Liver Cancer Risk Factors
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What Are the Risk Factors for Liver Cancer?
Anything that increases your chance of getting liver cancer is a risk factor. In the United States, the average age at onset of liver cancer is 63 years. Men are more likely to develop liver cancer than women, by a ratio of 2 to 1.
Aside from age and gender, liver cancer risk factors include:
- Race and ethnicity – In the United States, liver cancer rates are highest in Asian Americans and Pacific Islanders. White Americans have the lowest risk for liver cancer. Chronic infection with Hepatitis B virus (HBV) or Hepatitis C virus (HCV) is the most common liver cancer risk factor. These infections lead to cirrhosis of the liver (see below). Both hepatitis B and C viruses can spread from person to person through sharing of contaminated needles (such as in drug use), unprotected sex, or childbirth. They can also be passed on through blood transfusion; however, this risk has been minimized in the United States since the start of blood testing for these viruses.
- Heavy use of alcohol – Alcohol abuse is a common cause of cirrhosis of the liver (see below), which increases a person’s liver cancer risks.
- Cirrhosis of the liver – Cirrhosis occurs when liver cells become damaged and are replaced by scar tissue. People with cirrhosis have an increased risk of liver cancer. In most cases (up to 90% of the cases in the U.S.), people who develop HCC have underlying cirrhosis. There are several possible causes of cirrhosis. Besides alcohol abuse and chronic HBV or HCV infections, non-alcoholic steatohepatitis (NASH, a fatty liver disease often seen in obese people who consume little or no alcohol), certain types of inherited metabolic diseases (see below), and autoimmune diseases can cause cirrhosis.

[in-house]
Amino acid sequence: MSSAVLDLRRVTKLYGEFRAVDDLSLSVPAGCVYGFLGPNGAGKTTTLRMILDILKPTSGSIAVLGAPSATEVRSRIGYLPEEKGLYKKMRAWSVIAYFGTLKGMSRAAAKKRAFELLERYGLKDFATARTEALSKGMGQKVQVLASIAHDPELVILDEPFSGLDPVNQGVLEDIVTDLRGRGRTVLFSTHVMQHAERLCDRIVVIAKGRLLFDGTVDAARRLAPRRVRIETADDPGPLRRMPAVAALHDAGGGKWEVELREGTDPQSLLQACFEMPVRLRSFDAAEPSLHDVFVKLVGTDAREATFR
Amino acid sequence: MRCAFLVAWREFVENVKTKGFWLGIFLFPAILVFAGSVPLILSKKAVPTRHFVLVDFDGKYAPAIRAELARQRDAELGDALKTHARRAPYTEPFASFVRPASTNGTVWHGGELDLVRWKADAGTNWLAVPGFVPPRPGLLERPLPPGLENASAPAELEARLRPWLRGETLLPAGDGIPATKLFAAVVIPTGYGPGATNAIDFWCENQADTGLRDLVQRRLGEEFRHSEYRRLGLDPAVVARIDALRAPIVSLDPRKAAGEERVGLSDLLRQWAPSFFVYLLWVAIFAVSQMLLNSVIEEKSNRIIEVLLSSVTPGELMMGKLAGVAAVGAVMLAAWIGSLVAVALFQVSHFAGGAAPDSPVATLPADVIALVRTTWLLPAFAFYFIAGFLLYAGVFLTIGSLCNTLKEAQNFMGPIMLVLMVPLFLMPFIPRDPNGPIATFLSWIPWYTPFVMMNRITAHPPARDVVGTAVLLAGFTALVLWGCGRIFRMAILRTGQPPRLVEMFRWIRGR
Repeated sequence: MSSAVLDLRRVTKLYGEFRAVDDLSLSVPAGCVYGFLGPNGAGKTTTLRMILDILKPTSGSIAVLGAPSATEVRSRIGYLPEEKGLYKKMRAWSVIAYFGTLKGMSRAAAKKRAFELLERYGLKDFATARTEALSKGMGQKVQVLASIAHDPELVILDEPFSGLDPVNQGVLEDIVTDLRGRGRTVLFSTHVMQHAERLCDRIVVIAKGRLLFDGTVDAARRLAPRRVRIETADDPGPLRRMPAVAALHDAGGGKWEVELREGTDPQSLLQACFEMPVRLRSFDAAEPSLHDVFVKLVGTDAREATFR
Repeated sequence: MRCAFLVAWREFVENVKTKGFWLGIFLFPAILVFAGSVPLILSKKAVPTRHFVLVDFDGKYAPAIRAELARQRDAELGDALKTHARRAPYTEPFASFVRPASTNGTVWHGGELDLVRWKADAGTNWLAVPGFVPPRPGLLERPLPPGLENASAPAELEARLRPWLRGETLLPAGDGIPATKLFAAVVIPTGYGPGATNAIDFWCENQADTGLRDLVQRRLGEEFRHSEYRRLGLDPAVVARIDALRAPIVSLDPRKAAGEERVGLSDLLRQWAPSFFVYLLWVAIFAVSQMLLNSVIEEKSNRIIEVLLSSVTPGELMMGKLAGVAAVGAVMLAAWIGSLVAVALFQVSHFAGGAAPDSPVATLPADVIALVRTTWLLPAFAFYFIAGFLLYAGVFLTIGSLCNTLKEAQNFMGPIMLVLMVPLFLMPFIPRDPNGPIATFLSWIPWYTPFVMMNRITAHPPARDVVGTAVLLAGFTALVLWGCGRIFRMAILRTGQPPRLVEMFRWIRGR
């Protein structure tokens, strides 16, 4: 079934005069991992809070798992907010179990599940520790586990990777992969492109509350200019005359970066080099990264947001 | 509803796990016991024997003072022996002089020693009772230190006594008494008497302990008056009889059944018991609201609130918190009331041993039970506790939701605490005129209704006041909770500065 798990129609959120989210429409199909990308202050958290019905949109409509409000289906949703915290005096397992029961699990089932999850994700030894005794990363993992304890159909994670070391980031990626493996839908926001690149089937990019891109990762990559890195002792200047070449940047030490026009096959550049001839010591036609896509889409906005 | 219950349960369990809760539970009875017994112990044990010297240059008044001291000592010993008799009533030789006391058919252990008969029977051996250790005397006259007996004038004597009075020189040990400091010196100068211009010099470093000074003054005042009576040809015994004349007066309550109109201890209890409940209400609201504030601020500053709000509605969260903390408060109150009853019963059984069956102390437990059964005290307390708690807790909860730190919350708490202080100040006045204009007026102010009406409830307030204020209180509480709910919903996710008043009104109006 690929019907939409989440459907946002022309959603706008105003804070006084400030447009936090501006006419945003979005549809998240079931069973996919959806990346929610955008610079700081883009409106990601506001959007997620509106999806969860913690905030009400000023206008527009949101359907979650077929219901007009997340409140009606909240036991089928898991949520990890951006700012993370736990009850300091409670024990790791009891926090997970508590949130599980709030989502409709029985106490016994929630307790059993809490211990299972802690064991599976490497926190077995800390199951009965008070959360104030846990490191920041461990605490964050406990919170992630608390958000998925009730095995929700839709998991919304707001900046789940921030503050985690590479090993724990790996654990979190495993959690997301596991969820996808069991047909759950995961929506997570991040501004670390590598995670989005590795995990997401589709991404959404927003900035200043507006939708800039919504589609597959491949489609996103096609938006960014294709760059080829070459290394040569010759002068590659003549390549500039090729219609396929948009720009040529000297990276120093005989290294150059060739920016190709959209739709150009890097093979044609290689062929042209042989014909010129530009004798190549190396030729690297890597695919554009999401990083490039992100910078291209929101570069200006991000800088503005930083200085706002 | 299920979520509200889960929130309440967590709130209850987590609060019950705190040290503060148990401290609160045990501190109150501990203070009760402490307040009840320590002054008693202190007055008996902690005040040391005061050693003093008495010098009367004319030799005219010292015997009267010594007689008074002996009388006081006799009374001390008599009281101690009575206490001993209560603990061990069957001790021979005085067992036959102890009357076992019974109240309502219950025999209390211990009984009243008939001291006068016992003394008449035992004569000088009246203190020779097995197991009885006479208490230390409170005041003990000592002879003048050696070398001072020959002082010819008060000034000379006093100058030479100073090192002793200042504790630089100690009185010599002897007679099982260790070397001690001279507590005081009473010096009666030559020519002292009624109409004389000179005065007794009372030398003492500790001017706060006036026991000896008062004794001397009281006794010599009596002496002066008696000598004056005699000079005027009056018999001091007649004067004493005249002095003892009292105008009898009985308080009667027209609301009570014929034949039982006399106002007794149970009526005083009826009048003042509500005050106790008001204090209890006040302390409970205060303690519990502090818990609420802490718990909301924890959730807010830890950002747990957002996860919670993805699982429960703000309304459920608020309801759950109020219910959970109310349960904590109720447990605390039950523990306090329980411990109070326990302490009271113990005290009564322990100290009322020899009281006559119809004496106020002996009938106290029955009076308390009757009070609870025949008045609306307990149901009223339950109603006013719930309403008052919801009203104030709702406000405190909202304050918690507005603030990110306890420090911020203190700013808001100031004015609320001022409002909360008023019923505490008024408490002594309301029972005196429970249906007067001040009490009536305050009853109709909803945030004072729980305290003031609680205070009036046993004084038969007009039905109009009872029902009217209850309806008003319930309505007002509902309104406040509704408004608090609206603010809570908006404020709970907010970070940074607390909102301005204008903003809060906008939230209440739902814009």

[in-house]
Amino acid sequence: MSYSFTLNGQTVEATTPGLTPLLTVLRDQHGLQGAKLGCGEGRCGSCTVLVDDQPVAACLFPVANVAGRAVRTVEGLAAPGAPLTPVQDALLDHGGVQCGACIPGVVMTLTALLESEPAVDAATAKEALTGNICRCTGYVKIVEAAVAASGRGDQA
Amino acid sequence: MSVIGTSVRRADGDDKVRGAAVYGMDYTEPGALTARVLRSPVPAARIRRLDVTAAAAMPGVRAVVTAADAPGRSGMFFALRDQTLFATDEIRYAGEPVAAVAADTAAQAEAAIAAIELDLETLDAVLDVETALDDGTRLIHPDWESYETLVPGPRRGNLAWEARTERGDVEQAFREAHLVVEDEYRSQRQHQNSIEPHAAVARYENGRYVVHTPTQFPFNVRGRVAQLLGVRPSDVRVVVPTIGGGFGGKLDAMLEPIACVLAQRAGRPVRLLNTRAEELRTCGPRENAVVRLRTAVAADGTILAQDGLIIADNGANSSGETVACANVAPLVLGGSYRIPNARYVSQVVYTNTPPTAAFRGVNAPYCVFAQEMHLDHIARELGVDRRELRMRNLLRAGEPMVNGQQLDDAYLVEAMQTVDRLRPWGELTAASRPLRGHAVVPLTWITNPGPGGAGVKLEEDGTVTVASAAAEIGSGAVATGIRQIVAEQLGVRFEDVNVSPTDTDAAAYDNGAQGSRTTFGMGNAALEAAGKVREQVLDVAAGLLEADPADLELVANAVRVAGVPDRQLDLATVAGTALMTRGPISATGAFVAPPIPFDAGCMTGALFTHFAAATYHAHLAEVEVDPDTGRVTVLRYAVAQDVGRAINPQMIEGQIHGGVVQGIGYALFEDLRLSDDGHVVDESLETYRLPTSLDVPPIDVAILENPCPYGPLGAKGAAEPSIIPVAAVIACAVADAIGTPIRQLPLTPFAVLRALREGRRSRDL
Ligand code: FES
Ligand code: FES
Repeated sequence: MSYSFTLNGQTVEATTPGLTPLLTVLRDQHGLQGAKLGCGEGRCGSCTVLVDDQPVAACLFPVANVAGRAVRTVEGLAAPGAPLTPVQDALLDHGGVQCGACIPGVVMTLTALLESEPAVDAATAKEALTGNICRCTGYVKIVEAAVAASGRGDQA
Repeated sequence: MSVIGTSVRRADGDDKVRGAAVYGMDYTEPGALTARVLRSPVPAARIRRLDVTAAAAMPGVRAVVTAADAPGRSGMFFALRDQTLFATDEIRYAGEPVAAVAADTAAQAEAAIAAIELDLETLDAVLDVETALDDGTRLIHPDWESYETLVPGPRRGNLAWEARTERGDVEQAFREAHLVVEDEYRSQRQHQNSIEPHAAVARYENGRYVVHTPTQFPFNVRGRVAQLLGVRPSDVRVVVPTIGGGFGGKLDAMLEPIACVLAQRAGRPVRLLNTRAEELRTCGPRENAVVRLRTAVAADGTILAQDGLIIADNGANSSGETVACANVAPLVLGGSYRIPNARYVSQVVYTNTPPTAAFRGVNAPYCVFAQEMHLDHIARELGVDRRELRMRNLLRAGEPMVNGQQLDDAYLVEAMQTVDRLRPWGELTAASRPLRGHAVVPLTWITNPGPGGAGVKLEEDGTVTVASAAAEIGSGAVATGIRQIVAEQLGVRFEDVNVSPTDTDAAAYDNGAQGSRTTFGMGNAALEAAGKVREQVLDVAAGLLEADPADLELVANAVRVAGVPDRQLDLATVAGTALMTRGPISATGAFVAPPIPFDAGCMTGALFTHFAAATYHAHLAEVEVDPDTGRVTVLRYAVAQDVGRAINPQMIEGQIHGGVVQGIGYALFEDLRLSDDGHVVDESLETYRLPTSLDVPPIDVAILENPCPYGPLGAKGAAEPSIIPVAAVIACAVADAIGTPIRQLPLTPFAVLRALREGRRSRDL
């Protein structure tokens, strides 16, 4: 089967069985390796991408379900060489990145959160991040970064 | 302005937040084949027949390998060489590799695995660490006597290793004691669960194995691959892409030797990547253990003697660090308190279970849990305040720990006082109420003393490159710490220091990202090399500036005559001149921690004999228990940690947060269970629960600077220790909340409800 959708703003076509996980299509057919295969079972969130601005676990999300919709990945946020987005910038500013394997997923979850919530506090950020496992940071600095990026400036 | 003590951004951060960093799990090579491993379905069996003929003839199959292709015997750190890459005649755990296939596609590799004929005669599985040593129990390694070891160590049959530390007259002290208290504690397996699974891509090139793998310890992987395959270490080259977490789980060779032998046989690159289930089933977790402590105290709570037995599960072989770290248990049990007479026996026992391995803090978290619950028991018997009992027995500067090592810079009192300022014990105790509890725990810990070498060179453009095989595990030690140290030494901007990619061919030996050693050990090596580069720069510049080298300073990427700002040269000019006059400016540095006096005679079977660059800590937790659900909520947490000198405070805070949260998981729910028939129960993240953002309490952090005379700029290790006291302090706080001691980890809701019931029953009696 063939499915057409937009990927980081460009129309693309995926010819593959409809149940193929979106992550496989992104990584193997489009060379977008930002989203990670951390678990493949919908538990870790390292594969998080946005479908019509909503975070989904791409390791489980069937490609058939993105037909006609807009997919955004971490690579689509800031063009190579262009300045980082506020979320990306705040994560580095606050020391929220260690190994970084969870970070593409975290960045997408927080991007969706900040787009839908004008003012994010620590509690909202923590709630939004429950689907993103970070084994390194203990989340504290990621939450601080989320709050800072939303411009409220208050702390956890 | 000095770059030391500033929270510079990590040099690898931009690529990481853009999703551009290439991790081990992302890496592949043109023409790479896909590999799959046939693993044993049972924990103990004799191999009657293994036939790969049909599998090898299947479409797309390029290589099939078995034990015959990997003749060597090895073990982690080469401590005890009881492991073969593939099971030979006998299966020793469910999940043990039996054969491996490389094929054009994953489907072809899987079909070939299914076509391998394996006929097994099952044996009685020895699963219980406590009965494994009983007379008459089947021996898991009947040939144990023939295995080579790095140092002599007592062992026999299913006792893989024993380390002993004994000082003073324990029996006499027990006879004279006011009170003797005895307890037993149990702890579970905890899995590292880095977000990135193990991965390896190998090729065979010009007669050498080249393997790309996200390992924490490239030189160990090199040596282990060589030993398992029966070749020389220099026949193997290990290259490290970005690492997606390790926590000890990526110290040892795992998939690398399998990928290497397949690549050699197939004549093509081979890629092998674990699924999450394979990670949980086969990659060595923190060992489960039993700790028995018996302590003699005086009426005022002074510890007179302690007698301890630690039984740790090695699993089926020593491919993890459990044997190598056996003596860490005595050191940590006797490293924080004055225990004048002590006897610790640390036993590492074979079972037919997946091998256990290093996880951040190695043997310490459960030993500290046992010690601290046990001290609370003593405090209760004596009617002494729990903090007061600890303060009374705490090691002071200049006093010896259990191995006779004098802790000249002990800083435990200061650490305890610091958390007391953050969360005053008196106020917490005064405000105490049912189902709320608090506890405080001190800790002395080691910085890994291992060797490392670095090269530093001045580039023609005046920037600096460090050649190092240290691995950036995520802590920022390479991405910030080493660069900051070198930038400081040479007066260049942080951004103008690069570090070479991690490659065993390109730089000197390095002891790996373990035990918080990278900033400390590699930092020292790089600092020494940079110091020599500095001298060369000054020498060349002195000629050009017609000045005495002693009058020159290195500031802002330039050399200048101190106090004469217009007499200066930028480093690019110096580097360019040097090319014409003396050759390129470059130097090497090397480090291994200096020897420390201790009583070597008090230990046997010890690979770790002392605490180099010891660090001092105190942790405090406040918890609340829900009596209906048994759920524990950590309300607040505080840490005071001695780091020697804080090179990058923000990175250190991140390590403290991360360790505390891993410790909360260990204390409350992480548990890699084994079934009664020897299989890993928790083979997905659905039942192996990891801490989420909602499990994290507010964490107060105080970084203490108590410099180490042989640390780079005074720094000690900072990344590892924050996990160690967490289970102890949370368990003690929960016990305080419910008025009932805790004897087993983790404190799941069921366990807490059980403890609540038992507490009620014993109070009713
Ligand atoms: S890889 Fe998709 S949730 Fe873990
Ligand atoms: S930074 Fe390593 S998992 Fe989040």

- Metabolic diseases – Certain types of inherited metabolic diseases can cause cirrhosis and increase the chances of developing liver cancer. Genetic hemochromatosis (an iron-overload disorder that builds up iron stores throughout the body including the liver), tyrosinemia (elevated levels of the amino acid tyrosine), alpha-1-antitrypsin deficiency, porphyria cutanea tarda (deficiency in heme synthesis), glycogen storage disease, and Wilson disease (elevated levels of copper in the liver) are rare diseases that can damage the liver and increase a person’s liver cancer risks.
- Diabetes – Having diabetes can also increase the risk of developing liver cancer.
- Obesity – Being obese can increase the chances of developing liver cancer, probably through development of NASH and eventually, cirrhosis.
- Anabolic steroids – Used by athletes to increase strength and muscle mass, the long-term use of anabolic steroids (male hormones) might slightly increase the risk of developing liver cancer. Cortisone-like steroids such as hydrocortisone, dexamethasone, and prednisone do not carry the same risk.
- Arsenic – Chronic exposure to naturally occurring arsenic through drinking water (contaminations in some wells) increases the risk of developing some forms of liver cancer.
- Aflatoxins – These are cancer-causing substances made by a fungus that contaminates wheat, corn, soybeans, rice, and some types of nuts. Contamination usually occurs due to storage of the food stuff in a moist, warm environment, more common in warmer and tropical countries. Long-term exposure to aflatoxins is a major liver cancer risk factor, especially in people with HBV or HCV infections. Regular testing by the US-FDA regulates the content of aflatoxins in foods in the United States.
- Exposure to certain chemicals – Exposure to vinyl chloride (a chemical used in the making of some plastics) and thorium dioxide (a chemical previously used for x-ray testing) can increase the risk of developing angiosarcoma of the liver. In recent years, strict regulation on exposure to these chemicals has been imposed in the U.S.
In addition to the list above, some factors, like use of tobacco or oral contraceptives, might increase liver cancer risk. Research is ongoing to determine their role, if any, in liver cancer.
NOTE: Anything that increases your risk of getting a disease is called a risk factor. Having one or more risk factors for liver cancer does not mean that you will get cancer. Not having liver cancer risk factors doesn’t mean that you will not get cancer. If you think you may be at risk, you should discuss it with your doctor.
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